As the healthcare industry continues its journey toward value-based care, the question of how to effectively align stakeholder incentives remains. A new company will attempt to tackle this problem in a rather unique way.
Called Nobil, the company aims to align incentives across payers by creating a mechanism that will enable them to realize value and returns from investments in long-term health interventions. Founded as a B corporation in April, Nobil plans to launch in market in the first quarter of 2022.
The company’s goal is to solve the “wrong pocket problem,” said Brenda Schmidt, co-founder of Nobil, in a phone interview. This occurs when a payer invests in the health of a member, only to see the individual switch jobs and find coverage under a different health insurance company. The new payer then reaps the benefits of having a member who has improved health outcomes as a result of the initial intervention.
This can create a chilling effect with payers hesitating to invest in long-term interventions, a conundrum that Nobil aims to tackle. Schmidt, who previously led Solera Health as CEO, created the company along with Elizabeth Dreicer, who also serves as co-founder and CEO of KUITY, a provider of advanced analytics and artificial intelligence products. Nobil has headquarters in Phoenix and San Diego.
But how exactly will their proposed mechanism work?
Essentially, Nobil will create a healthcare futures market that invests in interventions with the greatest impact, regardless of the duration of member coverage, Schmidt said.
Typically, payers are not incentivized to invest in health interventions that take longer to have an impact than the coverage duration of a member’s plan, she explained. So, payers are looking for a quick return — an improvement in health measures and consequent cost savings — usually in a 12-to 24-month span. But it takes far longer than that to see the effects of some interventions that can significantly contribute to people’s health, like gene therapy for example.
Nobil’s first target will insurers providing Medicaid plans, but the model really applies to any risk-bearing entity that is not incentivized to make investments in interventions with long-term returns, Schmidt said. This includes commercial as well as self-insured employers.
When payers join Nobil, they enter into a giant risk pool and investment machine. They pay into the market and then decide what type of intervention they are going to implement based on the needs of the members they serve in a particular market. Nobil also works with the payer to determine the intervention that is likely to have the greatest impact.
“We [then] manage the market value of the health interventions over time,” Schmidt said. “We track the investment and attribution by payer and individual, and then we fractionalize the credit for that investment, and then we pay dividends to market participants.”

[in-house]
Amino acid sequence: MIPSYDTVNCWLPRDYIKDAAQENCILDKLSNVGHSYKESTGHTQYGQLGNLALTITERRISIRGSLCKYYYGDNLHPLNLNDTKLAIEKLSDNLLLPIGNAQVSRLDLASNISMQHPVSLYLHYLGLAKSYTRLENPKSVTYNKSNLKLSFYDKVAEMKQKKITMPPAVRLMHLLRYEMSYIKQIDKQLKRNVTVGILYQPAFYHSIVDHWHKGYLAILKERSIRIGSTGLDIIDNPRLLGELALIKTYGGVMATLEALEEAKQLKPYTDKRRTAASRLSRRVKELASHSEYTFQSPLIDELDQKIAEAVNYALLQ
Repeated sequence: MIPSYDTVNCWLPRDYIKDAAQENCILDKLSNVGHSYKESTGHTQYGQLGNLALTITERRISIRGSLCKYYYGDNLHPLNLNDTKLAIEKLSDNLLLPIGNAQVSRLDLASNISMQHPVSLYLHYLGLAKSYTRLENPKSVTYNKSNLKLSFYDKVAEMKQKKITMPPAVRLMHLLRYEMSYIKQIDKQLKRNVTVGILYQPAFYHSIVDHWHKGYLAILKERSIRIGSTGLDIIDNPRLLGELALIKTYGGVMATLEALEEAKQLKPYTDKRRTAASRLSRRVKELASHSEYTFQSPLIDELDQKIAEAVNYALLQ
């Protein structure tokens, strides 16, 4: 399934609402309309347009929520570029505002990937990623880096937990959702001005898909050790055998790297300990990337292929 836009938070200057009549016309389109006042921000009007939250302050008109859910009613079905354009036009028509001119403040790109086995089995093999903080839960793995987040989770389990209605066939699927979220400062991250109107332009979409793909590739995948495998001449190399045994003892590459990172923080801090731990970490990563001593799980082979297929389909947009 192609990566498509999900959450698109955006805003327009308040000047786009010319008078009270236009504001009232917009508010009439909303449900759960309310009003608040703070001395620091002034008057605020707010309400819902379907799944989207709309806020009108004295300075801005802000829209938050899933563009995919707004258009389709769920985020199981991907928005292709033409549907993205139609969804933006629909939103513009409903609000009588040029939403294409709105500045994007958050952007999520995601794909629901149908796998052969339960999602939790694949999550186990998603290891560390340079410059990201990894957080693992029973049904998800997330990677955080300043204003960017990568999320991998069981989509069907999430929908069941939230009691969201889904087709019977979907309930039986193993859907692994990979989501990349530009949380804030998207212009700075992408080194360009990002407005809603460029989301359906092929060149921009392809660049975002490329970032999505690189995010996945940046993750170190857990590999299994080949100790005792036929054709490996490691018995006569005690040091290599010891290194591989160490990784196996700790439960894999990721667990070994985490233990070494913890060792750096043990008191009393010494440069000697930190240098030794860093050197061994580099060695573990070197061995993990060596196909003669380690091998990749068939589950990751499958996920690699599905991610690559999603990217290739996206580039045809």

To track the investment, the company will create a health value record for each member that moves with them as they switch from payer to payer. The record includes eligibility files, claims data and cost data. It tracks the intervention and related costs over time, Schmidt said.
This allows the company to determine which interventions are actually effective and enables it to manage cost savings as a result of changes in health outcomes.
“We’re translating [the outcomes] into a monetary unit, [which] we’re calling a health value unit — and so think of us as trading health value units across payers over time,” she said. “And the business model is to take transaction or trading fees.”
“So, if an intervention is saving $100, we’re going to keep a percentage of that…and redistribute the remaining value across the payers that invested in that intervention,” she added.
For example, if a payer invests in a type of gene therapy for a member that cures a particular disease and then that member leaves the payer in a few years and joins a new payer, the health value record will allow Nobil to calculate the savings the initial investment in the gene therapy created. Then, Nobil can reimburse the first payer for the investment made because of the savings it created for the other payers over time.
“It’s a big idea,” Schmidt said. “We’re trying to say — how do you actually think about these investments [in health interventions] as securities or annuities and not expenses. As we started to look at social determinants of health, and chronic disease prevention, maternal care, transplant, there are all these examples of things that have this huge opportunity to improve people’s health, but payers really don’t have any incentive to invest in those interventions.”
Whether the big idea will pan out remains to be seen. But Nobil is determined to change the way payers think about health interventions, she added.
This model is also dependent on the assumption that the healthcare industry will not see the changes that many are demanding in the form of a single-payer system like Medicare for All. After all, if there’s only one payer, no alignment of interests is necessary.
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